LONDON (Reuters) - Max Verstappen may sometimes appear impervious to criticism but Red Bull technical head Adrian Newey says Formula One’s youngest race winner has been doing some soul-searching as the mistakes mount up.
Verstappen, 20, has stood on the podium only once in the six races so far this season and has had two retirements— while Australian team mate Daniel Ricciardo has won twice.
The youngster has also drawn plenty of comment and criticism for his errors.
“We’re all human,” Briton Newey told Reuters at a Motorsport Hall of Fame event late on Monday.
“He can try and shrug off everybody else’s comments and opinions but when you’ve had a run like that, you question yourself a bit. Of course you do.
“But I think he’s tough enough that he’ll come through that,” added Newey.
“He’s had one of those bad runs. He’s a great driver, he’s very quick and at some point he’ll shed that (poor sequence) again and be on his way,” he said.
“Part of being a racing driver is learning from your mistakes and I think he’s bright enough to do that.”
Former world champion Nico Rosberg said after Monaco, where Verstappen crashed in final practice and lined up last, that he had not seemed to learn at all despite being in his fourth season.
“At the moment everything is going wrong for him but I don’t have much hope for him anymore,” added the German.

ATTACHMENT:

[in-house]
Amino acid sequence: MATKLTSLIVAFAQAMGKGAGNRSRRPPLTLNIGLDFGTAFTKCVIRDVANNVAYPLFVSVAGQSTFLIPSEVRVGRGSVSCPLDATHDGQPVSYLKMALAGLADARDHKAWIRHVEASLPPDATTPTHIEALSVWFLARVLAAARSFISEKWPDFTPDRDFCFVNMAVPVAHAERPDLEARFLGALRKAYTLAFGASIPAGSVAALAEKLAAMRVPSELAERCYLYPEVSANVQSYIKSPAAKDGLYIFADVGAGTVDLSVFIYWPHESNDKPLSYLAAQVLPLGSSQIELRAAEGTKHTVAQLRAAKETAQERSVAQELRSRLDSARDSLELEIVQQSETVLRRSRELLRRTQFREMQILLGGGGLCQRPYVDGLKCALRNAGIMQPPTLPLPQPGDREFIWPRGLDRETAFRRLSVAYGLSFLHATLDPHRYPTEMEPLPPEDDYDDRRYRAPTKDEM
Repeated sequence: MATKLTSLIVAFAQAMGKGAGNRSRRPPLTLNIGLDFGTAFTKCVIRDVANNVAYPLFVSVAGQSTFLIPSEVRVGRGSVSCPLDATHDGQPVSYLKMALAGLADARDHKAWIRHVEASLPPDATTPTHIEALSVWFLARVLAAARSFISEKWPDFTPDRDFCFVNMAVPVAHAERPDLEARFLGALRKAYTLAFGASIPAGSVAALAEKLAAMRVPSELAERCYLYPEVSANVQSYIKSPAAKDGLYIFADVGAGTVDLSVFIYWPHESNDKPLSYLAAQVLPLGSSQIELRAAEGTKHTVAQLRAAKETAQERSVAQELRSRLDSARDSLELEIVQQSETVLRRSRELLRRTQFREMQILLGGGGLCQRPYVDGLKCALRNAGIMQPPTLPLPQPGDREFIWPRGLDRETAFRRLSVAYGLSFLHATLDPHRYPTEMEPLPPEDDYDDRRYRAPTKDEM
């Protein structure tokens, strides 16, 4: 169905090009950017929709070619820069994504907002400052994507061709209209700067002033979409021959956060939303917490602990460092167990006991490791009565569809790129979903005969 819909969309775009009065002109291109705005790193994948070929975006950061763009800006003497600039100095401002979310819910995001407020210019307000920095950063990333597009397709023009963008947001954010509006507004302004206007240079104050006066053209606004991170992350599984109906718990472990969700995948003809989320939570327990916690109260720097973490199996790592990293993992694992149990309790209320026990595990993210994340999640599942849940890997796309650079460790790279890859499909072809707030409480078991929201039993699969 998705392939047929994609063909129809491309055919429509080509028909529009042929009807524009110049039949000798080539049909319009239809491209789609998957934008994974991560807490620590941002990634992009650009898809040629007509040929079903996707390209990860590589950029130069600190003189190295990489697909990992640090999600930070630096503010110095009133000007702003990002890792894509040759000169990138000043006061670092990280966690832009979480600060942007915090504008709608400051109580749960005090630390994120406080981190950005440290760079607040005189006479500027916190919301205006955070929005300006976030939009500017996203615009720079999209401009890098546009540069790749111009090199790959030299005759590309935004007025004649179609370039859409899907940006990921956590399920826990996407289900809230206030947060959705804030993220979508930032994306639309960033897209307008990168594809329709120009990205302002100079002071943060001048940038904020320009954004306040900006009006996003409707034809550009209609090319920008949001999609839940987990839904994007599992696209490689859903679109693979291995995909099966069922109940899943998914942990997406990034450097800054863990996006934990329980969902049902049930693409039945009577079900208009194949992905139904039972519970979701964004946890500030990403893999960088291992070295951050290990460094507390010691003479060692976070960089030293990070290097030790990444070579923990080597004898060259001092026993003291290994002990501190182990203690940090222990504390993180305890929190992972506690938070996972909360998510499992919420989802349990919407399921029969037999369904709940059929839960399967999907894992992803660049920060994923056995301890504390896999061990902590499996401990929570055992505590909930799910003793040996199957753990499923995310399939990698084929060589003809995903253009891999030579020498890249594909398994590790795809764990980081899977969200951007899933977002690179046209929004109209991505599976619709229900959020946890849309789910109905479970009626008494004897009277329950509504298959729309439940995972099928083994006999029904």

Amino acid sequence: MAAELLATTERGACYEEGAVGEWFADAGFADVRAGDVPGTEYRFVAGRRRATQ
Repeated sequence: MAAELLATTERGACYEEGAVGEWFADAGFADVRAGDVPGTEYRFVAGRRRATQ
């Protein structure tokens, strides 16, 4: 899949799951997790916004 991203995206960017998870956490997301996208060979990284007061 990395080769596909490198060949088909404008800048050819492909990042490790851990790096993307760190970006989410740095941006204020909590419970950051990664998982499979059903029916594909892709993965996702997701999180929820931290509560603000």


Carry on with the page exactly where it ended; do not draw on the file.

Team principal Christian Horner said after the Monaco crash that Verstappen knew he had to cut out the mistakes.
“He needs to learn from it, and stop making these errors. He knows that more than anybody,” said Horner.
“For the whole team to only be running one-legged with such a strong car is frustrating.”
Verstappen finished third in Spain last month but retired in Azerbaijan after a collision with Ricciardo. In China he tangled with Mercedes’s Lewis Hamilton and Ferrari’s Sebastian Vettel, ending up fifth.
He also collided with Hamilton in Bahrain and retired, while in Australia he spun and finished sixth after starting fourth.
Verstappen, who has a long-term contract, will be Red Bull’s main hope at this weekend’s Canadian Grand Prix, with Ricciardo facing at least a 10-place grid penalty due to power unit usage.
While Montreal has long straights likely to put the Red Bull car at a disadvantage to Mercedes and Ferrari, the medium to low speed corners should be much more to its liking.
Editing by Peter Rutherford